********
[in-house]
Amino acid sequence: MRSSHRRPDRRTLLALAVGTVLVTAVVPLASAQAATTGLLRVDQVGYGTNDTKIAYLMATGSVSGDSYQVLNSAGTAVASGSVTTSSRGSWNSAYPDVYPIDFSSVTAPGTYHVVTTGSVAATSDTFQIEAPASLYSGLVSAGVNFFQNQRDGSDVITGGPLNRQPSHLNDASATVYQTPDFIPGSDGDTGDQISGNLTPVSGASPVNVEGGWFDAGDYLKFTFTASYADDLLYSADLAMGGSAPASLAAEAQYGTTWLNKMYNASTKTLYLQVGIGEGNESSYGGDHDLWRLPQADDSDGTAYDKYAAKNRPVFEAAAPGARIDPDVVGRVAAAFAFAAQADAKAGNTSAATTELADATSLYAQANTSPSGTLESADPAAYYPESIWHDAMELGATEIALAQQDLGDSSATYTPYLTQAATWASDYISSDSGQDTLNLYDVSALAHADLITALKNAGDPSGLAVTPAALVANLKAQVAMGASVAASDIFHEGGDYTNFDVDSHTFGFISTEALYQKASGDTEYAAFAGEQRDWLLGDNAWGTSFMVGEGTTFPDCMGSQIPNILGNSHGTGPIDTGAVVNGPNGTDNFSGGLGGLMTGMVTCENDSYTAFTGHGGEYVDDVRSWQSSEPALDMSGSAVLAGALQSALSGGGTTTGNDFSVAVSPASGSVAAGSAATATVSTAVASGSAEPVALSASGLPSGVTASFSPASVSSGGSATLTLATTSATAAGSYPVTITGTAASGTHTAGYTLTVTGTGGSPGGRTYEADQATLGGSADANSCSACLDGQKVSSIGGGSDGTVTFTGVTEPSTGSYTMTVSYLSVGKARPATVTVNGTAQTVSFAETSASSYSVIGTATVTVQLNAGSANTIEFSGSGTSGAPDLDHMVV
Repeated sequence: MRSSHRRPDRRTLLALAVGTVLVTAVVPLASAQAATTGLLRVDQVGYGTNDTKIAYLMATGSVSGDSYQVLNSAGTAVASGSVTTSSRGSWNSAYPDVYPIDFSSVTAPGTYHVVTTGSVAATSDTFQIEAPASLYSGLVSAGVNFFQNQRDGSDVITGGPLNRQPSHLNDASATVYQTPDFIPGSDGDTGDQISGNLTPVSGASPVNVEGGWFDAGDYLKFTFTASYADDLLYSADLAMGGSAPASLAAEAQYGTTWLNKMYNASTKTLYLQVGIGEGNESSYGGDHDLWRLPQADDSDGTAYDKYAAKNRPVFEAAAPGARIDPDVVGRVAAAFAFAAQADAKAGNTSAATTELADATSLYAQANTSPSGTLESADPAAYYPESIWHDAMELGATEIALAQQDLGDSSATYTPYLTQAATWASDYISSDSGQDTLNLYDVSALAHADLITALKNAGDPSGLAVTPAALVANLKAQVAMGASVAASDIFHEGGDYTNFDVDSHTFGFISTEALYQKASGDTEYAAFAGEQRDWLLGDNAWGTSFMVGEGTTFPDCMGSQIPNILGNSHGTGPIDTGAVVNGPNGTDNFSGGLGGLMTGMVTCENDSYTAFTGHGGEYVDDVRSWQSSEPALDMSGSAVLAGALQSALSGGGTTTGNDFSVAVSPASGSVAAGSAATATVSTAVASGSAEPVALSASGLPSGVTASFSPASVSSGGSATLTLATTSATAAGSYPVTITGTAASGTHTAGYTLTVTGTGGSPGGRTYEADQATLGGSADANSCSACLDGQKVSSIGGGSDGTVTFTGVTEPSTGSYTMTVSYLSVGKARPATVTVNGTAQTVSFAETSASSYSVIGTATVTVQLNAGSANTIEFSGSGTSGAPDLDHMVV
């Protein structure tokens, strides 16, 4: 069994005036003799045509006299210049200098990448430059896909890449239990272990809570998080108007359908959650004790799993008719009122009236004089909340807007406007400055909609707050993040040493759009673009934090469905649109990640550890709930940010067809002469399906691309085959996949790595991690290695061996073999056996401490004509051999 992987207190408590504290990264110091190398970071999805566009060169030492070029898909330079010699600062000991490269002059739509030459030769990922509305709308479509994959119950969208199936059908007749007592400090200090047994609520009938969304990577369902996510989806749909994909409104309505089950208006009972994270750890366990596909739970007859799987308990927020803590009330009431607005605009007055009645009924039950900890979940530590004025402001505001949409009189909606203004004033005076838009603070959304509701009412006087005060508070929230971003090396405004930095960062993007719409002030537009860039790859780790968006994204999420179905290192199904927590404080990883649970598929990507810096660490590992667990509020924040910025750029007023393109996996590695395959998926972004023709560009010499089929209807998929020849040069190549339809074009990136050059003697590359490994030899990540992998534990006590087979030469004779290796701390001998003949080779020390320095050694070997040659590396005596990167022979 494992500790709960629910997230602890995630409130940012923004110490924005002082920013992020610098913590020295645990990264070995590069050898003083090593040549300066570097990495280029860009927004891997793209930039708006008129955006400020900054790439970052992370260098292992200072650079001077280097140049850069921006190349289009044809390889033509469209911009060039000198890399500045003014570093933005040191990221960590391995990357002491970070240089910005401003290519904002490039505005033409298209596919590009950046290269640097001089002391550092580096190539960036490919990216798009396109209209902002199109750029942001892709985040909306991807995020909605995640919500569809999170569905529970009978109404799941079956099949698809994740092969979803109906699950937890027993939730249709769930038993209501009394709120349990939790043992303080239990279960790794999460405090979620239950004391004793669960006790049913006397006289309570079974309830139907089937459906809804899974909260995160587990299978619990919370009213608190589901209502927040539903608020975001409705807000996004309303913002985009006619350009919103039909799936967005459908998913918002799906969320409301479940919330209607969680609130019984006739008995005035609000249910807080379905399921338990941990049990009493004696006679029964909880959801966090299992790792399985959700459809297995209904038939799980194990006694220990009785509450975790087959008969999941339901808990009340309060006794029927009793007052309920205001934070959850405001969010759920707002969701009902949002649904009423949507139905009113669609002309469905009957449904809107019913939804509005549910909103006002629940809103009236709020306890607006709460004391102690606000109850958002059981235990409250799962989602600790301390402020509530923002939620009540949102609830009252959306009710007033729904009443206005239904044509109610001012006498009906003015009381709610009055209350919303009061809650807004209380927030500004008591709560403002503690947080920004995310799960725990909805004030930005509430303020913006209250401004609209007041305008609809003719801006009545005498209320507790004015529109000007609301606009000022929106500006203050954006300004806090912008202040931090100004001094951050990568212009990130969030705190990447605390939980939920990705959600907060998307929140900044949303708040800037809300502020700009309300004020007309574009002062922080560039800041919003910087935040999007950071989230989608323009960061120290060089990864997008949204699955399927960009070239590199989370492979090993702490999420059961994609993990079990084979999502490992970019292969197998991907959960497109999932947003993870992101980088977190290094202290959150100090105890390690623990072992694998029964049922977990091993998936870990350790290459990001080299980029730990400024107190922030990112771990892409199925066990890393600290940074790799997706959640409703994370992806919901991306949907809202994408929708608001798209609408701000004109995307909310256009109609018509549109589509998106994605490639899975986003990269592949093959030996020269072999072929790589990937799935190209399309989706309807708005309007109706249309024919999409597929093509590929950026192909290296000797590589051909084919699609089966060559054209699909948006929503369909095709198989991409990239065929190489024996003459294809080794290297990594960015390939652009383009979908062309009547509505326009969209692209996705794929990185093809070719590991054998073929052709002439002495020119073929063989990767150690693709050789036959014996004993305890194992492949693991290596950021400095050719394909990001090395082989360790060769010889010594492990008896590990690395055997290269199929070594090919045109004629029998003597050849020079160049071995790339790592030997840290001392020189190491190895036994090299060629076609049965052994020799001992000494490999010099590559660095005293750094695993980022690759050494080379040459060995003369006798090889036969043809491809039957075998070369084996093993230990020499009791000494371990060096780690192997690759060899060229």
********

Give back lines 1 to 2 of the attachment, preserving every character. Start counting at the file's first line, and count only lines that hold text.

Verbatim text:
[in-house]
Amino acid sequence: MRSSHRRPDRRTLLALAVGTVLVTAVVPLASAQAATTGLLRVDQVGYGTNDTKIAYLMATGSVSGDSYQVLNSAGTAVASGSVTTSSRGSWNSAYPDVYPIDFSSVTAPGTYHVVTTGSVAATSDTFQIEAPASLYSGLVSAGVNFFQNQRDGSDVITGGPLNRQPSHLNDASATVYQTPDFIPGSDGDTGDQISGNLTPVSGASPVNVEGGWFDAGDYLKFTFTASYADDLLYSADLAMGGSAPASLAAEAQYGTTWLNKMYNASTKTLYLQVGIGEGNESSYGGDHDLWRLPQADDSDGTAYDKYAAKNRPVFEAAAPGARIDPDVVGRVAAAFAFAAQADAKAGNTSAATTELADATSLYAQANTSPSGTLESADPAAYYPESIWHDAMELGATEIALAQQDLGDSSATYTPYLTQAATWASDYISSDSGQDTLNLYDVSALAHADLITALKNAGDPSGLAVTPAALVANLKAQVAMGASVAASDIFHEGGDYTNFDVDSHTFGFISTEALYQKASGDTEYAAFAGEQRDWLLGDNAWGTSFMVGEGTTFPDCMGSQIPNILGNSHGTGPIDTGAVVNGPNGTDNFSGGLGGLMTGMVTCENDSYTAFTGHGGEYVDDVRSWQSSEPALDMSGSAVLAGALQSALSGGGTTTGNDFSVAVSPASGSVAAGSAATATVSTAVASGSAEPVALSASGLPSGVTASFSPASVSSGGSATLTLATTSATAAGSYPVTITGTAASGTHTAGYTLTVTGTGGSPGGRTYEADQATLGGSADANSCSACLDGQKVSSIGGGSDGTVTFTGVTEPSTGSYTMTVSYLSVGKARPATVTVNGTAQTVSFAETSASSYSVIGTATVTVQLNAGSANTIEFSGSGTSGAPDLDHMVV